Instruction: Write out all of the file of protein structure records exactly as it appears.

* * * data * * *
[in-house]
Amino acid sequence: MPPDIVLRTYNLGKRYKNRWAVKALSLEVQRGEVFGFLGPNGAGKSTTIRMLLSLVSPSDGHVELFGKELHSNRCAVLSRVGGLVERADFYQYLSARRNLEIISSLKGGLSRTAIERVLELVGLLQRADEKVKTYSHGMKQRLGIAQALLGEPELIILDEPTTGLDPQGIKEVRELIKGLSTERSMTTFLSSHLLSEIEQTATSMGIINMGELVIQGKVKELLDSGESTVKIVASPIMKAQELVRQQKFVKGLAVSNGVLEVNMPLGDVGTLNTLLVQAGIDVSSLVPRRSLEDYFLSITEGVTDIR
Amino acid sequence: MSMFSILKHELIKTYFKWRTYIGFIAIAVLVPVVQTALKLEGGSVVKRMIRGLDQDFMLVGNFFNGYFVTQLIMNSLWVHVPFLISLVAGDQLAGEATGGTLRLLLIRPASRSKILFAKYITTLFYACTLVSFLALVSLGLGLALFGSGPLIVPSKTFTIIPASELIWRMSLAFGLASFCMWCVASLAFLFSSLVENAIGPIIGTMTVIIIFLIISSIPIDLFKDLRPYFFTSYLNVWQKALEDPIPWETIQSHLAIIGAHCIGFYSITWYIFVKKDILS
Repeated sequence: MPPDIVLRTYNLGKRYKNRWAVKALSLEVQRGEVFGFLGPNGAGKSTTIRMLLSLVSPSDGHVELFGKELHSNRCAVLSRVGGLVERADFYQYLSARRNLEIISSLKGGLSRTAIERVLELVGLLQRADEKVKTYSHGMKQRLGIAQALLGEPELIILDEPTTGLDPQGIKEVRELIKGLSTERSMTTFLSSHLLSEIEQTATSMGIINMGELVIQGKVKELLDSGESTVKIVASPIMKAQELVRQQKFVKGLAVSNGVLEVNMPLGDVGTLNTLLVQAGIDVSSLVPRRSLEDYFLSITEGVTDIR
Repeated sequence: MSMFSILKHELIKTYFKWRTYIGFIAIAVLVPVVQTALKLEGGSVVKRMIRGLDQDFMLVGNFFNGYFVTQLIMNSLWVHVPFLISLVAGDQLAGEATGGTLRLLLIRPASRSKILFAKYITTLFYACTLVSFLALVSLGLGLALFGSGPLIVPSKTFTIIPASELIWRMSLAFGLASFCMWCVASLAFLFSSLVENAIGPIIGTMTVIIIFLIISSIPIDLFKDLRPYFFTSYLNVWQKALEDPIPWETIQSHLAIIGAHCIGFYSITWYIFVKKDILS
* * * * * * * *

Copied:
[in-house]
Amino acid sequence: MPPDIVLRTYNLGKRYKNRWAVKALSLEVQRGEVFGFLGPNGAGKSTTIRMLLSLVSPSDGHVELFGKELHSNRCAVLSRVGGLVERADFYQYLSARRNLEIISSLKGGLSRTAIERVLELVGLLQRADEKVKTYSHGMKQRLGIAQALLGEPELIILDEPTTGLDPQGIKEVRELIKGLSTERSMTTFLSSHLLSEIEQTATSMGIINMGELVIQGKVKELLDSGESTVKIVASPIMKAQELVRQQKFVKGLAVSNGVLEVNMPLGDVGTLNTLLVQAGIDVSSLVPRRSLEDYFLSITEGVTDIR
Amino acid sequence: MSMFSILKHELIKTYFKWRTYIGFIAIAVLVPVVQTALKLEGGSVVKRMIRGLDQDFMLVGNFFNGYFVTQLIMNSLWVHVPFLISLVAGDQLAGEATGGTLRLLLIRPASRSKILFAKYITTLFYACTLVSFLALVSLGLGLALFGSGPLIVPSKTFTIIPASELIWRMSLAFGLASFCMWCVASLAFLFSSLVENAIGPIIGTMTVIIIFLIISSIPIDLFKDLRPYFFTSYLNVWQKALEDPIPWETIQSHLAIIGAHCIGFYSITWYIFVKKDILS
Repeated sequence: MPPDIVLRTYNLGKRYKNRWAVKALSLEVQRGEVFGFLGPNGAGKSTTIRMLLSLVSPSDGHVELFGKELHSNRCAVLSRVGGLVERADFYQYLSARRNLEIISSLKGGLSRTAIERVLELVGLLQRADEKVKTYSHGMKQRLGIAQALLGEPELIILDEPTTGLDPQGIKEVRELIKGLSTERSMTTFLSSHLLSEIEQTATSMGIINMGELVIQGKVKELLDSGESTVKIVASPIMKAQELVRQQKFVKGLAVSNGVLEVNMPLGDVGTLNTLLVQAGIDVSSLVPRRSLEDYFLSITEGVTDIR
Repeated sequence: MSMFSILKHELIKTYFKWRTYIGFIAIAVLVPVVQTALKLEGGSVVKRMIRGLDQDFMLVGNFFNGYFVTQLIMNSLWVHVPFLISLVAGDQLAGEATGGTLRLLLIRPASRSKILFAKYITTLFYACTLVSFLALVSLGLGLALFGSGPLIVPSKTFTIIPASELIWRMSLAFGLASFCMWCVASLAFLFSSLVENAIGPIIGTMTVIIIFLIISSIPIDLFKDLRPYFFTSYLNVWQKALEDPIPWETIQSHLAIIGAHCIGFYSITWYIFVKKDILS